As a small boy, my mother took me to evensong at our village church. My father was lead tenor in the choir with a strong voice. During festivals, the choir processed around the church and my father carried the banner, whilst singing. Often he would change to descant as he passed our pew which amused my mother, a ready wit, and she would rib him on our return home.
One of our favourite festivals was harvest, around the end of September or early October on the Sunday nearest the harvest moon and the autumn equinox. Processing around at harvest was difficult as the church was overflowing with bread, small “stooks” of wheat, carrots, parsnips, potatoes and other vegetables arranged around the lectern, the font and every space in the church. At harvest, we sang “We plough the fields and scatter the good seed on the land” and my mother’s favourite “All things bright and beautiful”, among other familiar hymns. Another harvest hymn is “Come ye faithful people come, raise the song of harvest-home”
Harvest Festivals as we now know them have only existed from 1843 when the Rev Robert Hawker in Morwenstow, Cornwall introduced one and they quickly spread. Earlier there had been a festival around the first of August also known as Lammas with bread made from the new wheat crop, but this was lost when King Henry VIII rejected the Catholic Church.
Dorsetshire Folk-Lore by J S Udal provides a quotation from William Barnes published in Hone’s Year Book saying Harvest Home was “formerly celebrated with great mirth but now a declining usage, was a feast given by the farmer at the end of harvest, or when his hay and corn were got in… Some years ago the ‘harvest home’ in Dorset was kept up with good old English hospitality”.
“When the last load was ricked the labourers, male and female…all made a happy groupe, and went with singing and loud-laughing to the harvest-home supper at the farmhouse, where they were expected by the good mistress. The dame and her husband welcomed them to a supper of good wholesome food, a round of beef, and a piece of bacon; and perhaps the host had gone so far as to kill a fowl or two, or stick a turkey, which they had fattened. The plain English fare was eaten from wooden trenchers, by the side of which were put little cups of horn filled with beer or cider”. “With the cloth removed one of the men, stood and grasped his horn of beer to propose the health of the farmer, “Here’s a health unto our miaster – the founder of the feast….”. “After this would follow a course of jokes, anecdotes, and songs in some of which the whole company joined”.
Udal also added his own memory of a West Dorset Harvest Home in which the party went outside after the meal and the men circled a large tree, removed their hats and held them in front of them. They stooped to the ground and chanted “We have ‘en”, the first word commenced in a low tone as they gradually raised themselves up, finally saying “have ‘en” quickly. This was repeated three times when they all shouted “Huzza!”. A similar ceremony is described by Grimm in Teutonic Mythology in which the men in Lower Saxony at the end of the harvest waved hats and beat their scythes three times shouting “wauden” to the god Woden. Udal suggests that the Wessex cry of “We hav’en” might be a survival of an old invocation to the god Woden of their Saxon ancestors.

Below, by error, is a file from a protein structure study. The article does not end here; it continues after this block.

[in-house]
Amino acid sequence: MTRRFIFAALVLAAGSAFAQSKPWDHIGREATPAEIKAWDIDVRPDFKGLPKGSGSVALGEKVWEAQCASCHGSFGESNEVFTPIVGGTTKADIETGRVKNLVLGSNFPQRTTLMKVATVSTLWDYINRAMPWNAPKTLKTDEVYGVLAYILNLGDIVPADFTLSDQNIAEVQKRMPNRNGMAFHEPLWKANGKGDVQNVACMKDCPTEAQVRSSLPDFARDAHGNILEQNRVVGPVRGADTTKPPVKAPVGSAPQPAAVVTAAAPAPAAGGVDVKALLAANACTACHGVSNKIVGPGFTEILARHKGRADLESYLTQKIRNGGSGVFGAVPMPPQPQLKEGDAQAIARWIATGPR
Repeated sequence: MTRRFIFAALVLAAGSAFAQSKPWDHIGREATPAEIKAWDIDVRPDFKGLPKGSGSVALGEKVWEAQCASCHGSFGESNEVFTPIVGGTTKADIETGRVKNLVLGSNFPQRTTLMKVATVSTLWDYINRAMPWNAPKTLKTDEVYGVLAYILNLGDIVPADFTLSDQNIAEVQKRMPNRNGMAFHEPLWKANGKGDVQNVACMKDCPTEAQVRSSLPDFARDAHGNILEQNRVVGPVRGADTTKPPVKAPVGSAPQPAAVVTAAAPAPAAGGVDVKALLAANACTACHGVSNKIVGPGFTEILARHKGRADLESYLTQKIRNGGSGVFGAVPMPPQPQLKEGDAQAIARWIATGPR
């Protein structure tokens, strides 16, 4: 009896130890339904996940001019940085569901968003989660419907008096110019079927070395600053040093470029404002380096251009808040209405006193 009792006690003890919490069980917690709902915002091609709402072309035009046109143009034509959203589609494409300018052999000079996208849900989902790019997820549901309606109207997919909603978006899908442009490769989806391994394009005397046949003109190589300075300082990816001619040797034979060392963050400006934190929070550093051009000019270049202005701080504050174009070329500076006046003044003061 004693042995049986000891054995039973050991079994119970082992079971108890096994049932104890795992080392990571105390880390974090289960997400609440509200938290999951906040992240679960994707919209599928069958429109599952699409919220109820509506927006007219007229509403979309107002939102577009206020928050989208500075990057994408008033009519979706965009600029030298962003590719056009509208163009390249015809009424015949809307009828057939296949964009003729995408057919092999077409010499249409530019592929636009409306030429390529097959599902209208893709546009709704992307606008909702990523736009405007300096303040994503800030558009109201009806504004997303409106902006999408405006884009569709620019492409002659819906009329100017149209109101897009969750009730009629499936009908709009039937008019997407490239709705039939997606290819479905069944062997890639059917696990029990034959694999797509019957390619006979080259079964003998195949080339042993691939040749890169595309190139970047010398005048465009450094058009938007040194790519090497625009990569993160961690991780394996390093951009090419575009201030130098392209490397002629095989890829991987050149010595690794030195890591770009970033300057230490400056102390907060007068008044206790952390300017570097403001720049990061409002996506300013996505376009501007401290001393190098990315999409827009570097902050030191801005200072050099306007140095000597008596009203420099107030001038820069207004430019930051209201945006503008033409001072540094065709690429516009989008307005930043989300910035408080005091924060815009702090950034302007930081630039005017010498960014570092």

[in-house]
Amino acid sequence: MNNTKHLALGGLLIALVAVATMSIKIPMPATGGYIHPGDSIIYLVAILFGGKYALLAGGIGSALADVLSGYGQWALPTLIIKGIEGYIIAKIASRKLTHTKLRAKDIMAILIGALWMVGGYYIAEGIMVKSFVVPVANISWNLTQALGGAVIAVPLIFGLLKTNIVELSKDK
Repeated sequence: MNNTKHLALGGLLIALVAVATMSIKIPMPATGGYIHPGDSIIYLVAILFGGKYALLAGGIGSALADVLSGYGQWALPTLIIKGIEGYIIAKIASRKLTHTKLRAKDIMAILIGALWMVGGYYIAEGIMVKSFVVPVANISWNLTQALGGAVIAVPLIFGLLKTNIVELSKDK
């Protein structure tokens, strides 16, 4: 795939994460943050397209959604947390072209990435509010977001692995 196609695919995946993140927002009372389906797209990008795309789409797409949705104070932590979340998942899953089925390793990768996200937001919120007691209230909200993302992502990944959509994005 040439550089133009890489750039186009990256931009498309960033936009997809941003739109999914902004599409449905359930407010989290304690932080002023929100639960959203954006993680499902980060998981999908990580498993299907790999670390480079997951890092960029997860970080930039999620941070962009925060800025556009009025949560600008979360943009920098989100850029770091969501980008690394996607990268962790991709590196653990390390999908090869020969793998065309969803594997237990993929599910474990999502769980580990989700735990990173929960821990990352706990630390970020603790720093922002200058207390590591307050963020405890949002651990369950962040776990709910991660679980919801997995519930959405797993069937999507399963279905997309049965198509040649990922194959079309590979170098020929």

Thomas Hardy tells us in Far from the Madding Crowd how Sergeant Troy held a harvest home for the workers, although the work was not completed. Eight ricks remained unthatched and a thunderstorm threatened and disaster was only averted by the quick thinking of Gabriel Oak, the sheep farmer and Troy’s wife, Bathsheba.
Forward to the First World War, when a schoolboy organised for several boys and himself from Trowbridge High School, Wiltshire to help the war effort by harvesting on a farm and also have a seaside holiday. He was Dr John (Jack) Pafford, now deceased, who had spent several holidays at Weymouth and so arranged for them to help Farmer Lenthall at Manor Farm, Burton Bradstock.
Some years ago Dr Pafford gave me an article he had written about their experiences, which I have transcribed: The boys were all between 16 and 17 years old and arrived in mid-July, cycling down from Wiltshire, staying for just over 4 weeks. The farm supplied straw for bedding and the boys brought their own blankets, clothes and cutlery, etc. They kept clean by bathing frequently in the sea at Freshwater or West Bay. After two nights in the Manor Farm barn, they moved to Marsh Barn, near West Bay, which was still a barn with a shepherd’s cottage. In rotation, they prepared cold food for breakfast, lunch and supper, with a hot meal as high tea. They harvested fields in Burton, near Marsh Barn and Shipton Gorge which had been ploughed by Government Order to produce cereals, probably winter-sown wheat, barley and then oats. A horse-drawn binder machine reaped, gathered into sheaves and bound them with string. They followed the binder, picking up sheaves and forming them into stooks. The stook was made up of 8 sheaves with heads upward. A threshing machine travelled from farm to farm and when it was arriving at their farm they moved the sheaves into it. They were paid 3d per hour, including Saturday mornings. They left with good feeling on both sides and had all been happy but conscious that there was a war on. Perhaps this is why they did not have a harvest home or supper.
This year, after a hot sunny July with little rain we saw field grass cut by an unusual machine and wrapped in plastic into bales. The field looked as if it was covered in “black puddings”.
Bridport History Society meets on Tuesday 9th October at 2.30 pm in the United Church Main Hall, East Street, Bridport for a talk, after the AGM, about “To Buy a Whole Parish: Rousden and the Peak Family” by Nicky Campbell. All welcome, visitors entrance fee £3.
Cecil Amor, Hon President Bridport History Society.